The ‘boiling’ waters (at 30-31 degrees Celsius) of the northern parts of the Bay of Bengal are waiting to host not one -- but at least two -- low-pressure areas/depressions over the next seven to 10 days and set off another wave of heavy to very heavy rains across East, Central and West India across West Bengal, Odisha, Chhattisgarh, Madhya Pradesh, Gujarat and parts of Rajasthan, apart from North-East India.

While the first system could present itself in the next four days off the Andhra Pradesh-Odisha coasts, the second one may get tossed up as many days later just to the North and North-East over Odisha, West Bengal and adjoining Bangladesh, according to the early projections by the numerical model run by India Meteorological Department (IMD), pending confirmation at ground level.

Delayed monsoon withdrawal?

Weather watchers are waiting to see if this September would have abnormal to excess rain, just like the last three years. In 2019, September saw 52 per cent excess rainfall, while in 2021, the month recorded 35 per cent excess rainfall. In 2020, there was above-normal rain of five per cent.

A wet to wetter September dragged the monsoon withdrawal date. In 2019, it was delayed to October 9, from the normal date of September 1. The withdrawal was delayed the most in that year. In 2020, the date was September 28, and in 2021, it was October 6.

As for this year, the wind pattern on Sunday morning over Rajasthan and Gujarat, from where the monsoon withdraws first, showed signs of disruption. This trend would get entrenched once resurgent south-easterlies get triggered in the run-up to formation as well as during the tenure of strong monsoon systems taking shape one after the other from the Bay. It remains to be seen if this would reprise 2021 when a string of low-pressure areas/depressions, including cyclone Gulab, marched across the Bay.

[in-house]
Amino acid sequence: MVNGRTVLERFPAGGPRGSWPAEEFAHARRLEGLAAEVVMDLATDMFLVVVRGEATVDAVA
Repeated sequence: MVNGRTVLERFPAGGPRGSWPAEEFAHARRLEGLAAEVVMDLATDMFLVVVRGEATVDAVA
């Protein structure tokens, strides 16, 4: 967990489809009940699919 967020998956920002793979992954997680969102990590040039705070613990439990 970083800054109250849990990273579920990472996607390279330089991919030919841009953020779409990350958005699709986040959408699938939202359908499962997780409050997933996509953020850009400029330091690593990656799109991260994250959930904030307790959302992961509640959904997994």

Draws support from La Nina

As was the case then, a helpful La Nina is buzzing over the tropical Pacific this time too.

The Bay of Bengal normally tones down its activity during September, which is better identified with the withdrawal of the monsoon progressively from North-West, East and Central India. But the IMD has said in its bulletin this (Sunday) morning that the eastern end of the backbone monsoon trough will shift back southward to its normal position from Monday, as if on cue, to receive the incoming low-pressure areas and signal the start to unusual September rain activity for a fourth consecutive year.